The Supremacy Clause of the Constitution of the United States (Article VI, Clause 2), establishes that the Constitution, federal laws made pursuant to it, and treaties made under its authority, constitute the "supreme Law of the Land", and thus take priority over any conflicting state laws. It provides that state courts are bound by, and state constitutions subordinate to, the supreme law. However, federal statutes and treaties are supreme only if they do not contravene the Constitution.
In essence, it is a conflict-of-laws rule specifying that certain federal acts take priority over any state acts that conflict with federal law, but when federal law conflicts with the Constitution that law is null and void. In this respect, the Supremacy Clause follows the lead of Article XIII of the Articles of Confederation, which provided that "Every State shall abide by the determination of the United States in Congress Assembled, on all questions which by this confederation are submitted to them." A constitutional provision announcing the supremacy of federal law, the Supremacy Clause assumes the underlying priority of federal authority, only when that authority is expressed in the Constitution itself. No matter what the federal government or the states might wish to do, they have to stay within the boundaries of the Constitution. This makes the Supremacy Clause the cornerstone of the whole American political structure.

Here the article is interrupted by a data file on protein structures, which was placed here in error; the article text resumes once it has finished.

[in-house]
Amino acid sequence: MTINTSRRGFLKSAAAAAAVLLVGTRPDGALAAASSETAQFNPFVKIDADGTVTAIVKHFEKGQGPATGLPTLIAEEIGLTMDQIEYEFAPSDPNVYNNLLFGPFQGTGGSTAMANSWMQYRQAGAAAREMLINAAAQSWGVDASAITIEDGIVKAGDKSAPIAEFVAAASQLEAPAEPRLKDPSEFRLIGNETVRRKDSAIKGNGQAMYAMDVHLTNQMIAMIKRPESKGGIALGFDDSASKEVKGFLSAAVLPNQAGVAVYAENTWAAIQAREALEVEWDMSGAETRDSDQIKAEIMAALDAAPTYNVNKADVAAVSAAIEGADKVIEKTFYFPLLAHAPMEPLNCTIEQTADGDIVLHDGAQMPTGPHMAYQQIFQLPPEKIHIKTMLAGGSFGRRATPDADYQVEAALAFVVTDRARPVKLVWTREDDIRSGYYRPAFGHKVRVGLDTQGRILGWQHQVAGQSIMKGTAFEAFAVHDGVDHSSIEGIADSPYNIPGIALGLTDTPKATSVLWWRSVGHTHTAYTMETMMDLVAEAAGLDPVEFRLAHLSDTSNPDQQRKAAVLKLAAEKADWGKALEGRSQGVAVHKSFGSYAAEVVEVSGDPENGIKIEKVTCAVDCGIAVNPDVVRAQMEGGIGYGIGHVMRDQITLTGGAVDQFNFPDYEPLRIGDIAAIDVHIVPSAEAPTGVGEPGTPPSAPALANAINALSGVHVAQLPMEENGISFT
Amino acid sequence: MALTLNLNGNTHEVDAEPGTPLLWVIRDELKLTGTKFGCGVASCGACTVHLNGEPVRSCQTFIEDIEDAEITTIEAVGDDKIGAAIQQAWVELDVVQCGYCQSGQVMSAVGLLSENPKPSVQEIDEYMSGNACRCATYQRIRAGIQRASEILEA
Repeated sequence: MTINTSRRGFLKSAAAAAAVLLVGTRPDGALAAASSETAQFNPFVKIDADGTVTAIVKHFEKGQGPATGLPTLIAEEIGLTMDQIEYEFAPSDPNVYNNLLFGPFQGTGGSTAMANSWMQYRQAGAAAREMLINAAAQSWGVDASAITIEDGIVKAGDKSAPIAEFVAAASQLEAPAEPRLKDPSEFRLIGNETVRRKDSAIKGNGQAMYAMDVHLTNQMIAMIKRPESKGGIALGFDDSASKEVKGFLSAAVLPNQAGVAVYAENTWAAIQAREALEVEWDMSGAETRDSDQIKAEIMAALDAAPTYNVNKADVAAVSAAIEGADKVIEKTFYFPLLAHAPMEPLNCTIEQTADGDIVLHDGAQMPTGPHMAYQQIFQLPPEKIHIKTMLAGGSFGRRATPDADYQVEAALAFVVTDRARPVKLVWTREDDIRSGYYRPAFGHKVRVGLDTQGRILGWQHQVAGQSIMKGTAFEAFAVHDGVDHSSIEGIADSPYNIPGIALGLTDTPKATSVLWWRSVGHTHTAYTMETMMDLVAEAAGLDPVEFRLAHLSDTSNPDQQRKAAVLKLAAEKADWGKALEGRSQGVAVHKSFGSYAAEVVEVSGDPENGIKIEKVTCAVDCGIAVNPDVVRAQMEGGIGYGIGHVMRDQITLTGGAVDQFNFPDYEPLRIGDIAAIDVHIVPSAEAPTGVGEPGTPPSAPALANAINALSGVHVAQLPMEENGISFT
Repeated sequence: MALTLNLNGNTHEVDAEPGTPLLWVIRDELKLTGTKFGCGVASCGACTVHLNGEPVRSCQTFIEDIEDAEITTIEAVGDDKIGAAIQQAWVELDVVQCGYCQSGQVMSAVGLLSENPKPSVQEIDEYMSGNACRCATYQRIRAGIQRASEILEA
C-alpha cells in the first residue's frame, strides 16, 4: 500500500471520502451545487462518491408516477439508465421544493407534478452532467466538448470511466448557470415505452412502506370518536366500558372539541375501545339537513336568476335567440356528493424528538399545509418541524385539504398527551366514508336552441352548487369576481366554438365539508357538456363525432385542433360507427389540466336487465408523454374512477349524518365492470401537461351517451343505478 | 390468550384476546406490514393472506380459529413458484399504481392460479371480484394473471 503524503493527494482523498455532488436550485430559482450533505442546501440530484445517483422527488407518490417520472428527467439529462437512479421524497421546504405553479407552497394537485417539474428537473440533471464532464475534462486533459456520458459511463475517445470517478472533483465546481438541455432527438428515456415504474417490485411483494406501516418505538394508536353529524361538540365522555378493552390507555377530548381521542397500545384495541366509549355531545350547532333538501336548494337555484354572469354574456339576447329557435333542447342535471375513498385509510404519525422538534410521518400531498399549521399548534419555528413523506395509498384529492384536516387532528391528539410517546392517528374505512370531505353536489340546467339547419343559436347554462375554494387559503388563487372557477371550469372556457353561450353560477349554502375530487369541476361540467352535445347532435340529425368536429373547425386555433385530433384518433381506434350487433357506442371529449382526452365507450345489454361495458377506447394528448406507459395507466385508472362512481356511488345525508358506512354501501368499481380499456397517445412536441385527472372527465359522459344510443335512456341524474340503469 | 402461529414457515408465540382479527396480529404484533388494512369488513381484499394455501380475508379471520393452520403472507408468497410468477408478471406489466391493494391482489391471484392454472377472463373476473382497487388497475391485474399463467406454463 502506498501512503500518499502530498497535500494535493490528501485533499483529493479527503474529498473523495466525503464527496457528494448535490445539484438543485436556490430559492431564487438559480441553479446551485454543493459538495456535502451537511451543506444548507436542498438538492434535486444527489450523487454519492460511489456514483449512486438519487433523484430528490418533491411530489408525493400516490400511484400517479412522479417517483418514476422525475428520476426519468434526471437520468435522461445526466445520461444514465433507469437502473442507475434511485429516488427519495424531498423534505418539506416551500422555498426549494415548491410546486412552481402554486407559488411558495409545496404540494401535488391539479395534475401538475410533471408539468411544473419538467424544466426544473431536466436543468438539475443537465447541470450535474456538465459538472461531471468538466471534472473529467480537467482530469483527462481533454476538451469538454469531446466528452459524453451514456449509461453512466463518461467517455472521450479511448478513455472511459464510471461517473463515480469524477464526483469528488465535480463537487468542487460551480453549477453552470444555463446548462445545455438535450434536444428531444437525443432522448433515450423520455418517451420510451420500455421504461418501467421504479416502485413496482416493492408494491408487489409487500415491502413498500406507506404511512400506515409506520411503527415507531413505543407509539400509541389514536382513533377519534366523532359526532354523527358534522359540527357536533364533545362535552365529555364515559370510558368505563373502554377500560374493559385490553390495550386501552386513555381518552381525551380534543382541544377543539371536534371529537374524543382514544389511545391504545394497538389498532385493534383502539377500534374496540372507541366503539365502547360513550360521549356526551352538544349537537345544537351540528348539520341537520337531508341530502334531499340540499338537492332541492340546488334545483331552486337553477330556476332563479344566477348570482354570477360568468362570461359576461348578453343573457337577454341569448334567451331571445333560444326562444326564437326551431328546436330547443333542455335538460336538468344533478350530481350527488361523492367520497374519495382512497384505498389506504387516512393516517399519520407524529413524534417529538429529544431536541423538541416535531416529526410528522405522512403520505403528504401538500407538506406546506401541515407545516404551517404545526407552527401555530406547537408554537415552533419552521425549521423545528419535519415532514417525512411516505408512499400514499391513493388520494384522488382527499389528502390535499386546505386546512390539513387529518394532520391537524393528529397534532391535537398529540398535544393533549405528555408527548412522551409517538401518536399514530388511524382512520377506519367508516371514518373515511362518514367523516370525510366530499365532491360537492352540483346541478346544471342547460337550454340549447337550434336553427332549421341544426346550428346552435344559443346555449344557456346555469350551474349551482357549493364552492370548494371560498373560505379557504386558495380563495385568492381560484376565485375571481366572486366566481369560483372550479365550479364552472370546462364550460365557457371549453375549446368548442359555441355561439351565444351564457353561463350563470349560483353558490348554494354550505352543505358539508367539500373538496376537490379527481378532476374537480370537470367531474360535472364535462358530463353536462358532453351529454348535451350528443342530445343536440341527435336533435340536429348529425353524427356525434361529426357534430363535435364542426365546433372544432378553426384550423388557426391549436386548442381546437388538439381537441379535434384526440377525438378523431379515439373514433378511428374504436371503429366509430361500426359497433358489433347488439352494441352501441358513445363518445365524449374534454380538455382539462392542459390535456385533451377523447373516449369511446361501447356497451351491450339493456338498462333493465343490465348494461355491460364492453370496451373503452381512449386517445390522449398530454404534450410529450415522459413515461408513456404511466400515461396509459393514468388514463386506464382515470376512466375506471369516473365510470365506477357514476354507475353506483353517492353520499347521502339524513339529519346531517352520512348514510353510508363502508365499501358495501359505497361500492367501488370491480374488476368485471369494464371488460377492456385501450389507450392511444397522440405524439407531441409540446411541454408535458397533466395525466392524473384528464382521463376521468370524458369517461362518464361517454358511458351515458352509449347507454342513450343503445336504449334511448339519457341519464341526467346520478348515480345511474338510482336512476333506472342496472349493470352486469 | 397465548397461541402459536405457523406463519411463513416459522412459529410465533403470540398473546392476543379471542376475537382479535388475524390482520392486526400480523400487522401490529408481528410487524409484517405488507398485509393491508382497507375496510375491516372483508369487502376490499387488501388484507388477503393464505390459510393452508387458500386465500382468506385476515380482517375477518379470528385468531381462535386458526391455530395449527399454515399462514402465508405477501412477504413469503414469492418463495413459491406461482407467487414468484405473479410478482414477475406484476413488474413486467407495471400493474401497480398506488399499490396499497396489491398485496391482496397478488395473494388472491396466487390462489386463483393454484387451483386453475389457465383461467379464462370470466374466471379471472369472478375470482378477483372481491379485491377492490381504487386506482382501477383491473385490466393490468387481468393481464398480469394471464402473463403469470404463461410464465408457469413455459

This Constitution, and the Laws of the United States which shall be made in Pursuance thereof; and all Treaties made, or which shall be made, under the Authority of the United States, shall be the supreme Law of the Land; and the Judges in every State shall be bound thereby, any Thing in the Constitution or Laws of any State to the Contrary notwithstanding.